The tasting was held in a place to which I hope to return very soon, the San Clodio Monastery, a fascinating Romanic-Gothic monument, renovated into a 4-star hotel and with two lovely Renaissance cloisters that whisper stories about the Cistercian monks who built it in the 12th century for the purpose of producing wine. It is a place where I enjoyed the sound of silence, broken only by the frantic song of thousands of swallows, but measured by the fountain's continuous murmur.
The whole village is a challenge to time, but the monastery is glorious, built in granite, of course, like the whole area. Ribeiro is really a granite empire, everything is granite, even the fans are granite (I wanted to buy one, but they had sold out).
The tasting was amazing. We tried forty-odd wines, naturally they were the best, but the greatest compliment I can give them and the CRDO, which has been driving this renovation, is that the Viña Mein, which until recently would have stood out from the rest, on this occasion and even with its incredible 2007, was almost one of the crowd. For me it was the best one, particularly the oak fermented, which is wonderful but does not make us say: Ribeiro? Well, Viña Mein is magnificent but, what else is there to drink?
I have not mentioned Emilio Rojo, as the snobbism taken to extremes that this character practises sticks in my throat. Suffice to say that at this tasting, except for the price, which was almost indecently higher than any of the others, it was one of many.
I bet Mr Proensa will have his work cut out to make the Ribeiro selection this year. Alternatively, he will have to include a dozen wineries, because we tried a huge repertoire.
Another surprise was a visit to the winery owned by film director José Luís Cuerda. After a great tasting, the only thing you feel like is an ice-cold beer, but alongside a “Queixo do País” (one of the cake-shaped local cheeses) that we fell in love with. Drinking the San Clodio wine without having to fill out a card and with only a pie to go with it was a real treat. The Godello del Ribeiro's touch of Asturian cider is different to that of Valdeorras, which tastes of over-ripe or even baked apple, and comes through in the wine, another one I jotted down in my secret notebook of favourites.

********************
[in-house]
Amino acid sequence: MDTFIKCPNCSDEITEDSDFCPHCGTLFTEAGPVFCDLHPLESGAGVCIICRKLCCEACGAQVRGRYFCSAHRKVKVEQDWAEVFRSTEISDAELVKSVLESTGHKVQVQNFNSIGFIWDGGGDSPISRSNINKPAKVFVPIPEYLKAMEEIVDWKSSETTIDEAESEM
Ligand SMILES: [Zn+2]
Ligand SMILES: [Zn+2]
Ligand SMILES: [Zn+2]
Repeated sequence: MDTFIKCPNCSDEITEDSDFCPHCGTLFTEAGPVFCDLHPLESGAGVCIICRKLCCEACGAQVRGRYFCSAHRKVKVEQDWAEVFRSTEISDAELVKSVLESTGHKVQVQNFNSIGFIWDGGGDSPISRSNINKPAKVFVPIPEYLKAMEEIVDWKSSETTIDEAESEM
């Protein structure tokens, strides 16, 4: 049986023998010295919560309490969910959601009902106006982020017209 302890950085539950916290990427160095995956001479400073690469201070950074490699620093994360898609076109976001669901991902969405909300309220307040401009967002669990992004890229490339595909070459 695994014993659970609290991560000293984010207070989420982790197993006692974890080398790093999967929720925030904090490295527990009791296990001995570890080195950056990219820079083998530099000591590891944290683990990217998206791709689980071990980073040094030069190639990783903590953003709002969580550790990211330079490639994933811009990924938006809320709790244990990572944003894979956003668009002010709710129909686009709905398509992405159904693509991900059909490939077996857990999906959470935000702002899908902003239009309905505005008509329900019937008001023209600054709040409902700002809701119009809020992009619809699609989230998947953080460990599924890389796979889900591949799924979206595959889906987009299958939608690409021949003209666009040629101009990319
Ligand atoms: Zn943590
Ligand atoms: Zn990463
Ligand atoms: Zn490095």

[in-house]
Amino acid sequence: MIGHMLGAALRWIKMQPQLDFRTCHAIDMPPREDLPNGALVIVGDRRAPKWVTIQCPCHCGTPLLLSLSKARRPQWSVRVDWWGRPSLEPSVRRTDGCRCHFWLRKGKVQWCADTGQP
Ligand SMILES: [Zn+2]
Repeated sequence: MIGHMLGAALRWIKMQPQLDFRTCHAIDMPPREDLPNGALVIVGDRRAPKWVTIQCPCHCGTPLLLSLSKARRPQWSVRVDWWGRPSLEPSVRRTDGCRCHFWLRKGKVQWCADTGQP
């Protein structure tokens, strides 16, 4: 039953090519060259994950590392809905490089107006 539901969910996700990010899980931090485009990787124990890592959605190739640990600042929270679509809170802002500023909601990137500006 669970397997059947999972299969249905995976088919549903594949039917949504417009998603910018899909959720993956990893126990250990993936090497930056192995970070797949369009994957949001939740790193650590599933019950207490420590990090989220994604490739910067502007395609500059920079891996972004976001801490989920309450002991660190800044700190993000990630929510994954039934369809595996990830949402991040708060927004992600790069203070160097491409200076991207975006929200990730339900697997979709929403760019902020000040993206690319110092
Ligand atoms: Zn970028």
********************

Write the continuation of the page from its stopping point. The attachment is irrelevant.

Lunch in the Cooperative was a bit like a farewell, as some colleagues had to catch planes and such, but the Galician menu designed by Tito, the chief oenologist and managing director, included the obligatory oysters, crayfish, crabs, pie, etc., enabling us to see for ourselves something we had often heard during our trip: "In the Ribeiro we make wines to go with food, not to win competitions". It's a good philosophy.
For God's sake, I'm not going to turn my back on other gems in our wine production, such as the Rueda "verdejos" or the "albariños" of the Rías Baixas, but I have said time and time again that they are wines for eating pork and fowl with, not fish and shellfish. Their incredible fragrance overpowers these subtly-tasting delights. In contrast, of all the wines I tasted, I brought back a few bottles in my rucksack to include in my next book "Comer con vino" (eating with wine) as I have noticed how well they go with some shellfish.
I want to thank the D.O. for their good idea of sponsoring this meeting and my friend Andrés for persuading me to attend (since he bent my ear I haven't left the house at all except to take my daily constitutional and do the shopping). I have discovered a new world, a new Ribeiro that is going to start people talking.
Ribeiro has awakened quality. As soon as they plan some wine tourism routes, this is going to take off. That night, off duty and with my friends Tere Gallimó, Paz Ybison and Mª Antonio Fdez. Daza, we had dinner by the Miño, on the terrace of a small eatery named Boavista in the village of Barbantes Estación (nearly all the bars there are called Boavista). We had some beers and the local house red, some unforgettable fried eels and a potato omelette, just like in the old days.
I had a great time. Bloody great!!!